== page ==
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  • Donald V. Watkins

Boeing in an Uncontrollable Tailspin

Updated: Apr 5, 2019


A Special Investigative Report


By Donald V. Watkins

©Copyrighted and Published on April 4, 2019; Updated at 8 a.m. EST


On April 26, 2017, Boeing CEO Dennis Muilenburg bragged to Wall Street analysts about how quickly the company had brought its new 737 MAX airplanes to market. Muilenburg praised the Federal Aviation Administration's "streamlined" certification process. He attributed the March 8, 2017 certification to the pro-business philosophy of the new Trump administration.


"That's helping us more efficiently work through certification on some of our new model aircraft such as the [737] MAX as it's going through flight test and entering into service," Muilenburg told analysts on the conference call. "So we're already seeing some benefits there of some of the work that's being done with the FAA."


Ten days later, on May 6, 2017, Boeing delivered its first 737 MAX airplane to Malaysia’s Malindo Air, which placed the aircraft into service on May 22, 2017. Following the fatal crashes of the 737 MAX 8 aircraft in October 2018 and March 2019, regulatory authorities around the world grounded all 737 MAX aircraft for an indefinite period of time.


The grounding of 737 MAX airplanes around the world has become a nightmare experience for Boeing. The 737 airplane has been Boeing's bestselling product for decades. The company's future depends on the success the 737 MAX, a new and extended version of the jet.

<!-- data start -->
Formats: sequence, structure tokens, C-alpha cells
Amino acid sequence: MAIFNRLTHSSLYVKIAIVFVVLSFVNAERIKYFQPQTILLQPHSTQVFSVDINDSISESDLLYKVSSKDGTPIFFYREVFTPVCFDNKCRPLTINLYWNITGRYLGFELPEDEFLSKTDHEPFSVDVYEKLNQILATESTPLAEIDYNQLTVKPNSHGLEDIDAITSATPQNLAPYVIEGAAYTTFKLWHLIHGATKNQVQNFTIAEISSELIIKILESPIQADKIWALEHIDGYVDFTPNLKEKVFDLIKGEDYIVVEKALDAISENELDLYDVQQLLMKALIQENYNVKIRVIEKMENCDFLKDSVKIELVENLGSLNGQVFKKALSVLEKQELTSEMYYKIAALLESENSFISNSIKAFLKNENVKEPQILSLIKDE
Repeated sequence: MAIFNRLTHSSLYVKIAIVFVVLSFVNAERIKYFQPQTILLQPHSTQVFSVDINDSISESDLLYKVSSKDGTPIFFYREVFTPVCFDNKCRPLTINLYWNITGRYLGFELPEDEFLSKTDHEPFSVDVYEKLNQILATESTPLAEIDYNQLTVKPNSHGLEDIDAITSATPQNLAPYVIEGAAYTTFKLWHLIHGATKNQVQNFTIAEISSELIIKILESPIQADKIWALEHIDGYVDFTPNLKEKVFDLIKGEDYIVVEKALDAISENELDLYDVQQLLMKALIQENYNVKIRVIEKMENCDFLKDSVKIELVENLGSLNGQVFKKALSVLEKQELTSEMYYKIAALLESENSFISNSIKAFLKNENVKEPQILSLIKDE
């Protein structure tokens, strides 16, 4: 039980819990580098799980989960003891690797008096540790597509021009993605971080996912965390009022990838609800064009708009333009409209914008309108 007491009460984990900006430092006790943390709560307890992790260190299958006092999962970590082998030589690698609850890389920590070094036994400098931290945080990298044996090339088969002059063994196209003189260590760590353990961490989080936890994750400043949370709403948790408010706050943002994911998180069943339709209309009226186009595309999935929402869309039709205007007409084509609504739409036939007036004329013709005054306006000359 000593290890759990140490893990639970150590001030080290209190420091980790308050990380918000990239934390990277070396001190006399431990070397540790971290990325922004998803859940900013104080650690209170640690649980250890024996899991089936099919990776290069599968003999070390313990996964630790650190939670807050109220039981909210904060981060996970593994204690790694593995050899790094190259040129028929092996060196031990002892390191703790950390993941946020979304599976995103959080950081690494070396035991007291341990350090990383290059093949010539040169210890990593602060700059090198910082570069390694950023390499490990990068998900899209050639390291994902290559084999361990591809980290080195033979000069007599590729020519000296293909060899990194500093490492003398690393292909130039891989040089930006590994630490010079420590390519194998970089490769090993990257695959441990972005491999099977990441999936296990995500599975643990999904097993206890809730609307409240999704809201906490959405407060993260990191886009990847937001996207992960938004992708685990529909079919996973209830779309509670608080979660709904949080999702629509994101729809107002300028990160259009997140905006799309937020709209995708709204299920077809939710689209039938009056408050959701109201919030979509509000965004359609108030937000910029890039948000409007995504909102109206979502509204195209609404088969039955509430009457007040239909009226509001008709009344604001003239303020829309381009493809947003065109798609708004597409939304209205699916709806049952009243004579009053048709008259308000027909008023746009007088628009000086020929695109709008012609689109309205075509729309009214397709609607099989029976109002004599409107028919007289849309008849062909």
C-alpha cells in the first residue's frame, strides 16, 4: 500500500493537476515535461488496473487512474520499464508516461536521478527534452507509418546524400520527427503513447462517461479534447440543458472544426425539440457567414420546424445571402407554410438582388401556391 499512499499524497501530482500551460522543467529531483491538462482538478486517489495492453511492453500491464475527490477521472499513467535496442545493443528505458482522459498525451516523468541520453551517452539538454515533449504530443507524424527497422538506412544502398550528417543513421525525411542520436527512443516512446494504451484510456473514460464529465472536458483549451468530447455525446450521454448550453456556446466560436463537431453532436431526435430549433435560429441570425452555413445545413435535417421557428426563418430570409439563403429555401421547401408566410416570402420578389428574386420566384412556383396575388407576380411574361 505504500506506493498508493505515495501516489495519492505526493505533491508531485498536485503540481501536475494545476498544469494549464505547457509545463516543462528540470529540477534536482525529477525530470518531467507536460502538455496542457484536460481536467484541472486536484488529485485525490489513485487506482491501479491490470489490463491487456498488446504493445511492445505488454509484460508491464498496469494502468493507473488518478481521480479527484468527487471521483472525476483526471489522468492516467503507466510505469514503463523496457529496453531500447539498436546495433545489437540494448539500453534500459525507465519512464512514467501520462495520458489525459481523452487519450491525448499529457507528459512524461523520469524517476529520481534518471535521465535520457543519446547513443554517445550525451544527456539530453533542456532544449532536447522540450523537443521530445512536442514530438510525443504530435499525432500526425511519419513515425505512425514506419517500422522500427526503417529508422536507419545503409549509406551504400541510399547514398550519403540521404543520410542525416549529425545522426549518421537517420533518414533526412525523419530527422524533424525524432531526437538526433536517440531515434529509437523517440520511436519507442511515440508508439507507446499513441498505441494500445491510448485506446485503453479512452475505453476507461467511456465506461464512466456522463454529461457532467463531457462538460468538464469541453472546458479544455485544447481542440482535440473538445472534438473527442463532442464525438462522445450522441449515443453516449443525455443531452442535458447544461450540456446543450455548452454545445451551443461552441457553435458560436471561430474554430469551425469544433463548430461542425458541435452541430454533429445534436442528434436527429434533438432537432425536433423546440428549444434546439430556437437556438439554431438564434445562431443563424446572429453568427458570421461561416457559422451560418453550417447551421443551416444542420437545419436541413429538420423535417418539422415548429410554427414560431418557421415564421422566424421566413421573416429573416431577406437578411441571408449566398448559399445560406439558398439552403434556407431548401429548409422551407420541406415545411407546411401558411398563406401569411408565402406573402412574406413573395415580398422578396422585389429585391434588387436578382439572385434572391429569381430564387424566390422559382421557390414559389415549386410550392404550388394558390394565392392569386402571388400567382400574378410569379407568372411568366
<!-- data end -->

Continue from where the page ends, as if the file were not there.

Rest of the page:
Boeing has 4,700 unfilled orders for 737 airplanes, representing 80% of Boeing's orders backlog. Virtually all of these 737 orders are for MAX versions of the aircraft.


Today, Boeing is in an uncontrollable tailspin for the first time in the company’s 103-year history.


Boeing’s Crisis Management has Failed


Crisis managers for Boeing are trying to convince the flying public that the new 737 MAX airplanes are safe. This public relations campaign comes after a Lion Air 737 MAX crashed after takeout in Indonesia in October and an Ethiopian Air 737 MAX crashed in a similar fashion in March.


A faulty flight control system designed to prevent the aircraft from stalling in flight caused both crashes. A total of 346 passengers and crew members were killed in these crashes.


Following the crashes, Boeing announced the company had developed a software "fix" for the faulty flight control system. This, of course, was PR spin. In truth, there is no simple "fix" for the 737 MAX’s flight safety problem.


Boeing’s problem with the 737 MAX airplanes is further compounded by the fact that “whistleblowers” warned the FAA in August 2018 that the agency’s flight safety inspectors lacked the training and certifications necessary to properly evaluate and certify the 737 MAX as safe to fly. Yet, Boeing had the political juice to push the 737 MAX through the FAA’s certification process in record time.


An analysis of the “black box” data from the Ethiopian crash found that the pilots followed Boeing’s emergency procedures for disengaging the faulty flight control system in a futile effort to regain control of the aircraft. Even then, Crew members could not regain control of the airplane. The new Boeing jet crashed after experiencing “repetitive, uncommanded aircraft nose-down conditions,” Ethiopia’s transportation minister said this morning.